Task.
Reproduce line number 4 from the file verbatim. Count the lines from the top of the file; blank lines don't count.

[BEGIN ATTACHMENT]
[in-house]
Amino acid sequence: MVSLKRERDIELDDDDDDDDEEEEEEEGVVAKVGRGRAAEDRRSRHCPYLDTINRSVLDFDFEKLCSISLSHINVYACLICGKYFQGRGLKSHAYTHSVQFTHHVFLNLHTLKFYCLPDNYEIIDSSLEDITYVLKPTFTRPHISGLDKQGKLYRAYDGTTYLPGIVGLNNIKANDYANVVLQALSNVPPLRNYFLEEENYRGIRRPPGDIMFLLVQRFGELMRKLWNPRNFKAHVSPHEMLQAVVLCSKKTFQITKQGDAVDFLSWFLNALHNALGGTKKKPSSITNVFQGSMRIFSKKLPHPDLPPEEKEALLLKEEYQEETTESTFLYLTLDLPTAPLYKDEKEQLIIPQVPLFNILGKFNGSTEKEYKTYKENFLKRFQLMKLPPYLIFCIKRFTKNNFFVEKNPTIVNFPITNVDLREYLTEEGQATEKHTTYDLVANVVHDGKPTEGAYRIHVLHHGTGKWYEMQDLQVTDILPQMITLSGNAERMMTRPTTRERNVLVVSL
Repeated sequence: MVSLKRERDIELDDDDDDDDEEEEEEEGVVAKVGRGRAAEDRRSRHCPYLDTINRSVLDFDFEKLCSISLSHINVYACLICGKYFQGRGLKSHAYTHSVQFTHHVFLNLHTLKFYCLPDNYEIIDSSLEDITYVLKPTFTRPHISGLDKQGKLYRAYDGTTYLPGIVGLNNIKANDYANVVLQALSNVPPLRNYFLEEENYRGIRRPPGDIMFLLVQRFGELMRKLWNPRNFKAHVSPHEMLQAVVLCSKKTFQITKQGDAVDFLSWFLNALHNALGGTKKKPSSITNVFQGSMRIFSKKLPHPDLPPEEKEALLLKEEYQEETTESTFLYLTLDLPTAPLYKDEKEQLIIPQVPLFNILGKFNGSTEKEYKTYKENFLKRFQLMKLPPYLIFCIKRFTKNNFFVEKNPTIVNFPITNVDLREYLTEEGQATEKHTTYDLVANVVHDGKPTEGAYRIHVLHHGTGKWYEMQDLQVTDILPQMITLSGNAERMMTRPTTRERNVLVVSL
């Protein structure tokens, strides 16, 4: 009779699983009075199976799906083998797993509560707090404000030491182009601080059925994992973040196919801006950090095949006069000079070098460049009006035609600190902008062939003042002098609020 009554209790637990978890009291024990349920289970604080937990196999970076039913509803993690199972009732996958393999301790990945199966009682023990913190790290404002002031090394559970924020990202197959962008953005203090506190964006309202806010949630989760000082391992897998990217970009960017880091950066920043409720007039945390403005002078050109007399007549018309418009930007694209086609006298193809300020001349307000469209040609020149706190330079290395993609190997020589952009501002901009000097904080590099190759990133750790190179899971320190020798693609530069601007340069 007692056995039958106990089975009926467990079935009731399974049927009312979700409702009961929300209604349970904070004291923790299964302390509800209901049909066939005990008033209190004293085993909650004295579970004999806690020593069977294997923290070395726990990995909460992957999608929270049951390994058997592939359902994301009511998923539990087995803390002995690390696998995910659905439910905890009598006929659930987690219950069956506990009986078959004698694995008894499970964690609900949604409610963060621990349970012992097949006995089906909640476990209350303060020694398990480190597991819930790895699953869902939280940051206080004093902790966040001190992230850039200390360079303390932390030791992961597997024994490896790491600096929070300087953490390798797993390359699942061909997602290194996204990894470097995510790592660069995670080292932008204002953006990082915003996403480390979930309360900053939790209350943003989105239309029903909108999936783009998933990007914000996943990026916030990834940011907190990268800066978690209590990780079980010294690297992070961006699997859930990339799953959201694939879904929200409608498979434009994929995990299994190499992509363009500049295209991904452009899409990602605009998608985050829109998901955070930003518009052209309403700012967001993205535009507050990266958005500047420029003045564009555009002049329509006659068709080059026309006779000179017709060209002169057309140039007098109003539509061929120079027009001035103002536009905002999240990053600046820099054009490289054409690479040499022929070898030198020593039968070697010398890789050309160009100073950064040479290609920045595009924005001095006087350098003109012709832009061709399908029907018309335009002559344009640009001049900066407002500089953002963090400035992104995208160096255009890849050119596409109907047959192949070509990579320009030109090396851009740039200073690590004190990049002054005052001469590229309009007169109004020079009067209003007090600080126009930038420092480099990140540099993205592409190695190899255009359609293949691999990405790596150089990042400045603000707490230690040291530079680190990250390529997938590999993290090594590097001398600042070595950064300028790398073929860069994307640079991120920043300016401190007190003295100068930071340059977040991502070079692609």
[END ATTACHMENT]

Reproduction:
């Protein structure tokens, strides 16, 4: 009779699983009075199976799906083998797993509560707090404000030491182009601080059925994992973040196919801006950090095949006069000079070098460049009006035609600190902008062939003042002098609020 009554209790637990978890009291024990349920289970604080937990196999970076039913509803993690199972009732996958393999301790990945199966009682023990913190790290404002002031090394559970924020990202197959962008953005203090506190964006309202806010949630989760000082391992897998990217970009960017880091950066920043409720007039945390403005002078050109007399007549018309418009930007694209086609006298193809300020001349307000469209040609020149706190330079290395993609190997020589952009501002901009000097904080590099190759990133750790190179899971320190020798693609530069601007340069 007692056995039958106990089975009926467990079935009731399974049927009312979700409702009961929300209604349970904070004291923790299964302390509800209901049909066939005990008033209190004293085993909650004295579970004999806690020593069977294997923290070395726990990995909460992957999608929270049951390994058997592939359902994301009511998923539990087995803390002995690390696998995910659905439910905890009598006929659930987690219950069956506990009986078959004698694995008894499970964690609900949604409610963060621990349970012992097949006995089906909640476990209350303060020694398990480190597991819930790895699953869902939280940051206080004093902790966040001190992230850039200390360079303390932390030791992961597997024994490896790491600096929070300087953490390798797993390359699942061909997602290194996204990894470097995510790592660069995670080292932008204002953006990082915003996403480390979930309360900053939790209350943003989105239309029903909108999936783009998933990007914000996943990026916030990834940011907190990268800066978690209590990780079980010294690297992070961006699997859930990339799953959201694939879904929200409608498979434009994929995990299994190499992509363009500049295209991904452009899409990602605009998608985050829109998901955070930003518009052209309403700012967001993205535009507050990266958005500047420029003045564009555009002049329509006659068709080059026309006779000179017709060209002169057309140039007098109003539509061929120079027009001035103002536009905002999240990053600046820099054009490289054409690479040499022929070898030198020593039968070697010398890789050309160009100073950064040479290609920045595009924005001095006087350098003109012709832009061709399908029907018309335009002559344009640009001049900066407002500089953002963090400035992104995208160096255009890849050119596409109907047959192949070509990579320009030109090396851009740039200073690590004190990049002054005052001469590229309009007169109004020079009067209003007090600080126009930038420092480099990140540099993205592409190695190899255009359609293949691999990405790596150089990042400045603000707490230690040291530079680190990250390529997938590999993290090594590097001398600042070595950064300028790398073929860069994307640079991120920043300016401190007190003295100068930071340059977040991502070079692609």